Let $$R$$ be a ring and $$M$$ be a $$R$$-module. Let $$rad(M)$$ be the radical of $$M$$, that is, the intersection of all maximal submodules of $$M$$. Moreover, let $$soc(M)$$ be the socle of $$M$$, that is, the sum of all simple submodules of $$M$$.

We know that both rad and soc define covariant subfunctors of $$Id:Mod_R\rightarrow Mod_R$$. Do radical and socle functors admit left or right adjoints? Thanks in advance for answers.

• Have you tried to check whether they preserve limits and/or colimits? – Alex Kruckman Nov 20 at 19:16
• It seems I can use the Adjoint Functor Theorem to check existence. But, beyond that, I want to know who the adjoints are, if they exist. – cl4y70n____ Nov 20 at 19:21
• I'd say that the importance of socle and radical construction lies not in the fact that they are well-behaved under co/limits, but on the fact that they are monads; but I may remember this incorrectly, are they? – Fosco Nov 20 at 20:11

While it does not work for general rings, for Artin algebras one has that the left adjoint of the socle functor is the functor $$M \rightarrow M/rad(M)$$. I would think that for general rings that is the only choice in case a left adjoint exists.
• Similarly, in the case of Artin algebras, would a possible candidate for (left or right?) adjoint of radical functor be $M\rightarrow M/soc(M)$? – cl4y70n____ Nov 20 at 20:34
• The functor $soc$ is left-exact, it has a left adjoint iff it commutes with products. This condition is equivalent to both following conditions: - each simple module is endofinite (is it free over a commutative ring, for example); - there is only a finite number of iso-classes of simple modules. – Aurélien Djament Nov 22 at 6:55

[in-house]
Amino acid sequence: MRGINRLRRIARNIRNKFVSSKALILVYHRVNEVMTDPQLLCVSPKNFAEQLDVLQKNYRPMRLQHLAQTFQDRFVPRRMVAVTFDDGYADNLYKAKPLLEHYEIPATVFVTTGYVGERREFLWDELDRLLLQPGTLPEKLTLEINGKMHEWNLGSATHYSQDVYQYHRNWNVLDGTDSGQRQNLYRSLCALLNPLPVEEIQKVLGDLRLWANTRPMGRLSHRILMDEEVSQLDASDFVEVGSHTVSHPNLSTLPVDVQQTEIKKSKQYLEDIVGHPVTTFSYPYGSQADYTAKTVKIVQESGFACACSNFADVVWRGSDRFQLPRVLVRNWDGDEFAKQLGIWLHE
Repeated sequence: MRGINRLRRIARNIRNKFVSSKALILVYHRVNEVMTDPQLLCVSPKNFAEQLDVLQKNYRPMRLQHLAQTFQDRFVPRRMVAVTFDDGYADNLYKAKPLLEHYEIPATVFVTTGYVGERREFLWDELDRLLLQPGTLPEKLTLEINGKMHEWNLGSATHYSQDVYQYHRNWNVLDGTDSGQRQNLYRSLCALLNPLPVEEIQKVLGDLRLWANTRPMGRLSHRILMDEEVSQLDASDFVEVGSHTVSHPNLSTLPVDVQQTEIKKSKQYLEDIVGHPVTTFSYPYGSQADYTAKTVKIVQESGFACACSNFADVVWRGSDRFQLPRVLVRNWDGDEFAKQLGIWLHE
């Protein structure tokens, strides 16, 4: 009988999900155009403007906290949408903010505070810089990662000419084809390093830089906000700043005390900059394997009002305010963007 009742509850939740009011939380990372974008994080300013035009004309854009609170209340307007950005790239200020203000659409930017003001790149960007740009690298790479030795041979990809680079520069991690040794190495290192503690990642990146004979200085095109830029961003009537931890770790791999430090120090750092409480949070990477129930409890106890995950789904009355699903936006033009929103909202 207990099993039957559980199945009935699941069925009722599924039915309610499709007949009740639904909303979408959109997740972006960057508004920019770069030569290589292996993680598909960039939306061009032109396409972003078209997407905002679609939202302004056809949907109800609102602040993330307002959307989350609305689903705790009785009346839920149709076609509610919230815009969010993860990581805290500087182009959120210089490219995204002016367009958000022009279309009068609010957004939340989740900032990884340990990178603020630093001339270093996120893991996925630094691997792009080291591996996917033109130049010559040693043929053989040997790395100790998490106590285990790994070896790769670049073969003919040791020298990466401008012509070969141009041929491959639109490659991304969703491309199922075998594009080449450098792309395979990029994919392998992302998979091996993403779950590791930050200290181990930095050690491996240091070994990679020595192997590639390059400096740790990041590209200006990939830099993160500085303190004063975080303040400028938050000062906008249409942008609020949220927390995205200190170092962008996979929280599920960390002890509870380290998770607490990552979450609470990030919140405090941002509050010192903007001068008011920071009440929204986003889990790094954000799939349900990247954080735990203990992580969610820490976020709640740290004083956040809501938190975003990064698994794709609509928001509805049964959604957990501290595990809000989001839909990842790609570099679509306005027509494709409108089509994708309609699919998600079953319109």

In abelian groups: $$\text{soc}\left(\prod_{p\text{ prime}} \mathbb{Z}/p\mathbb{Z}\right) = \bigoplus_{p\text{ prime}} \mathbb{Z}/p\mathbb{Z}\not\cong \prod_{p\text{ prime}}\mathbb{Z}/p\mathbb{Z} = \prod_{p\text{ prime}} \text{soc}(\mathbb{Z}/p\mathbb{Z})$$ so the socle functor does not preserve limits and thus does not have a left adjoint. I also doubt that the radical functor preserves infinite products, but I don't have an example off the top of my head.
Also, we have a coequalizer diagram $$\mathbb{Z}\rightrightarrows \mathbb{Z} \to \mathbb{Z}/4\mathbb{Z}$$ where the arrows on the left are the identity and the multiplication by $$4$$ map. We have $$\text{rad}(\mathbb{Z}) = \text{soc}(\mathbb{Z}) = \{0\}$$ and $$\text{rad}(\mathbb{Z}/4\mathbb{Z}) = \text{soc}(\mathbb{Z}/4\mathbb{Z}) = \{0,2\}$$. So taking radicals or socles gives $$\{0\}\rightrightarrows \{0\} \to \{0,2\}$$ which is not a coequalizer diagram. So neither functor preserves colimits, and neither has a right adjoint.